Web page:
Sidepodcast - All for F1 and F1 for all

What makes an F1 car special - The noise, the speed, the technological joy of Formula One

Published by Christine

This article was originally written for BellaOnline, but is republished here for posterity.

If you've never seen an F1 Grand Prix before, you might wonder what all the fuss is about. Admittedly, it can come across as a row of noisy, colourful cars just following each other around a track. But what you need to do is dig down beneath the surface of those cars to really appreciate the skills involved in the sport.

The most obvious thing that separates an F1 car from your regular road car is the speed. At top speeds, in a straight line, an F1 car can do almost 190mph, but obviously around a track they are limited by the corners. Still, they are much faster than any other motorsport.

Another important thing about the car is that it's a single seater, with the driver very low to the ground. This means, there is little separating the driver from the track, except his own skill. The cars are specially designed so they have as little wind resistance as possible. Many manufacturers have wind tunnels at their development factories so they can focus on that exact aspect of design. That's why some of the cars look a bit odd, with holes in the sides, and wings sticking up at the back.

The tyres in F1 are very different to the ones you'll find on your roadcar. They are not built to last - just 300km for one race - and have to meet strict regulations on width and the amount of grooves they have. There are three different types of tyres allowed - wets, intermediates and slicks (for dry conditions) - the main identifying feature being the depth of grooves in the tyre.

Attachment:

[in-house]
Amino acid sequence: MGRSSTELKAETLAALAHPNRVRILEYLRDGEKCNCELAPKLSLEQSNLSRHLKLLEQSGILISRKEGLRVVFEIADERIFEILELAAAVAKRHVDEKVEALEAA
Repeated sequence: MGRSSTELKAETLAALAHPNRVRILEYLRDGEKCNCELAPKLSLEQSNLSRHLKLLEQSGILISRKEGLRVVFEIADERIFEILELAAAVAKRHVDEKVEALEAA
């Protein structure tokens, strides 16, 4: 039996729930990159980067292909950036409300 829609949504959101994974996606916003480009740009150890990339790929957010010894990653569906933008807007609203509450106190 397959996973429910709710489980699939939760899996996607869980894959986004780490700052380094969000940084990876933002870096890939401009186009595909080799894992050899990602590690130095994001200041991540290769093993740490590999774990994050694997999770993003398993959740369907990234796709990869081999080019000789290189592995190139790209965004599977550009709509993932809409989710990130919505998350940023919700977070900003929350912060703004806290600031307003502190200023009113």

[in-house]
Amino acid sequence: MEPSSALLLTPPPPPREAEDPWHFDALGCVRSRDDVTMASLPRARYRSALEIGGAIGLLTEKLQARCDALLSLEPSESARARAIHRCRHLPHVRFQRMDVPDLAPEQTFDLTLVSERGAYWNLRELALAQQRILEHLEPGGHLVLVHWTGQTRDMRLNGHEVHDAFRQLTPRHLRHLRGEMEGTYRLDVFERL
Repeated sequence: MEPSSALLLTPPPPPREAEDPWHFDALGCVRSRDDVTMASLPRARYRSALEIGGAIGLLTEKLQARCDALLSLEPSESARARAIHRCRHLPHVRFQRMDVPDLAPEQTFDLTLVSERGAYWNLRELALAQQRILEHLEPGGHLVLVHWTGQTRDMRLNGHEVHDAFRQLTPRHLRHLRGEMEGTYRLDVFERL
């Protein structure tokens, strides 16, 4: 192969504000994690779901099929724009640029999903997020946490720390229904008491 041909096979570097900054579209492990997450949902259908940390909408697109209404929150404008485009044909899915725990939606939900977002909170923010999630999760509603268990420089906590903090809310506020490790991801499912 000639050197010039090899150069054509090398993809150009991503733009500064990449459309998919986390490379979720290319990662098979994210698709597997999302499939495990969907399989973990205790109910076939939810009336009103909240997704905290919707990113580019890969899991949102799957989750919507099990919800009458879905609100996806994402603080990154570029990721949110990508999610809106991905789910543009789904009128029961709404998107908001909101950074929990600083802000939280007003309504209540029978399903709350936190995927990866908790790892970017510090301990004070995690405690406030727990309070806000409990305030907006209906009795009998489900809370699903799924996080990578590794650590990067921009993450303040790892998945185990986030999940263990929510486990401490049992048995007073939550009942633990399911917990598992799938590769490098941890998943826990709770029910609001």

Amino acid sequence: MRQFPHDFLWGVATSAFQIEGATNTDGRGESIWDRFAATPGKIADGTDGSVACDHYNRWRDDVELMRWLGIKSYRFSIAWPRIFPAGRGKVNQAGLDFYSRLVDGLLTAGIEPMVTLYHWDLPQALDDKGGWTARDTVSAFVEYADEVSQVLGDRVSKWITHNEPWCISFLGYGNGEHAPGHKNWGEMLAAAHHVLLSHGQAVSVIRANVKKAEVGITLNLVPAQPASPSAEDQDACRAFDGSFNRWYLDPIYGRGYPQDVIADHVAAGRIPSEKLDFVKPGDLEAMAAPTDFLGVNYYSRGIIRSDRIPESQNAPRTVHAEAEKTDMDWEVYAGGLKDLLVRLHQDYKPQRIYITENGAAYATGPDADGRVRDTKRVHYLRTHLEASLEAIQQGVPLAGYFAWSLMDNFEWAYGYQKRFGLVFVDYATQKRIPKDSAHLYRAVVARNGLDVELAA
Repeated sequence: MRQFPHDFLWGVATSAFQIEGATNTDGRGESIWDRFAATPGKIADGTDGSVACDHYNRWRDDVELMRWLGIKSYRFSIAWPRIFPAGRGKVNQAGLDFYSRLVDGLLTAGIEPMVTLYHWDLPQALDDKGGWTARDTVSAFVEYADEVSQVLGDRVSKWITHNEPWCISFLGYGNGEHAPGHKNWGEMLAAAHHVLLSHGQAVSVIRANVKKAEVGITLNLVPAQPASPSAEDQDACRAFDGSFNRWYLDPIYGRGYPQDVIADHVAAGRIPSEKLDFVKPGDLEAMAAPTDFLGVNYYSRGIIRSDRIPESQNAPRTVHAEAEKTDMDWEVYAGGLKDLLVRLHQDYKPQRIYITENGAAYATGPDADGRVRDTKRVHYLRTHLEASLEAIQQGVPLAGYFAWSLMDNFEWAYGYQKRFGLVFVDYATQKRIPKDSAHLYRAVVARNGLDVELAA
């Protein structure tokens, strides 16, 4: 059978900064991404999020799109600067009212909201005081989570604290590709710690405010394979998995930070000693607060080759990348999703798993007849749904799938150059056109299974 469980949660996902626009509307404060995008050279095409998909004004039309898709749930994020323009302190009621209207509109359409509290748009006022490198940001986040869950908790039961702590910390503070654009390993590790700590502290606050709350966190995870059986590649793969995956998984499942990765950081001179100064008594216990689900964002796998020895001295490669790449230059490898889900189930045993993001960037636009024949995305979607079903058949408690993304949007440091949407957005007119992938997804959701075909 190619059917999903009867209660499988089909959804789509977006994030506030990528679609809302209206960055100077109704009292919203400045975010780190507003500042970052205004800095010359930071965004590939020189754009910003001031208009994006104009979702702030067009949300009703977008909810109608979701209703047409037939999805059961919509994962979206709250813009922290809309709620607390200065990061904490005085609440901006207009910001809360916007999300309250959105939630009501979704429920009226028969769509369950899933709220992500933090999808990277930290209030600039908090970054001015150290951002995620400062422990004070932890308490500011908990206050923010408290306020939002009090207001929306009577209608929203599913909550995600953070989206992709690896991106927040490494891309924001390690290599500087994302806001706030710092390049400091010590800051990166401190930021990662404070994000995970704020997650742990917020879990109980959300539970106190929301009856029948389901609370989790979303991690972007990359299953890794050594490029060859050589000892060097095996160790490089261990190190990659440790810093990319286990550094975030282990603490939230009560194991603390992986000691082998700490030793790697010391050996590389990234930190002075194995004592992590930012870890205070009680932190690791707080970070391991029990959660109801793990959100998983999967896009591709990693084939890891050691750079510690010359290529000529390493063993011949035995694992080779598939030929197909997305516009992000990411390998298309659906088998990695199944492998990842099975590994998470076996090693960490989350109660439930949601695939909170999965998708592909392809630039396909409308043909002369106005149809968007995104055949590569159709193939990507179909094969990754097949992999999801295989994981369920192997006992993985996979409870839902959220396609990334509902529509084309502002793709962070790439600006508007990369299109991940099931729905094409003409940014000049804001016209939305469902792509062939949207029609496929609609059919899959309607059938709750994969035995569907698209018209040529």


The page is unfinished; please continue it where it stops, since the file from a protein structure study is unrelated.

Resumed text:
When you're watching an F1 race, the main way to distinguish between the cars is their colours, with each team being painted to match the team branding and also incorporate the colours of their sponsors. But each car has more than just paint to identify it from the others, there are subtle differences that are often quite fun to look out for. Like the fact that last year's McLaren had little wings sticking out above the driver so that it looked like a Viking's helmet. Or some of the new 2007 cars that appear to have their wing mirrors in a much more wobbly place.

The main difference between competitors is, of course, the engines. The tiny differences in speed of an engine can mean the difference between pole position and starting back a few rows on the grid. In recent years, the engines have had to withstand two race weekends in one go, otherwise the team suffers a penalty. Quite often, they can't manage this and on weekends when many teams are on their second race - blowouts are quite frequent. This again makes F1 different to normal racecars. They are so finely tuned with such precision that they cannot be relied upon to last for too long. Plus, they go really, really fast!

So, with such precision instrumentation, and such attention to detail in design, there is always something to look out for on an F1 car. Now, if you look at those noisy, colourful cars just following each other around a track, it starts to make a little bit more sense, and be a little bit more appealing.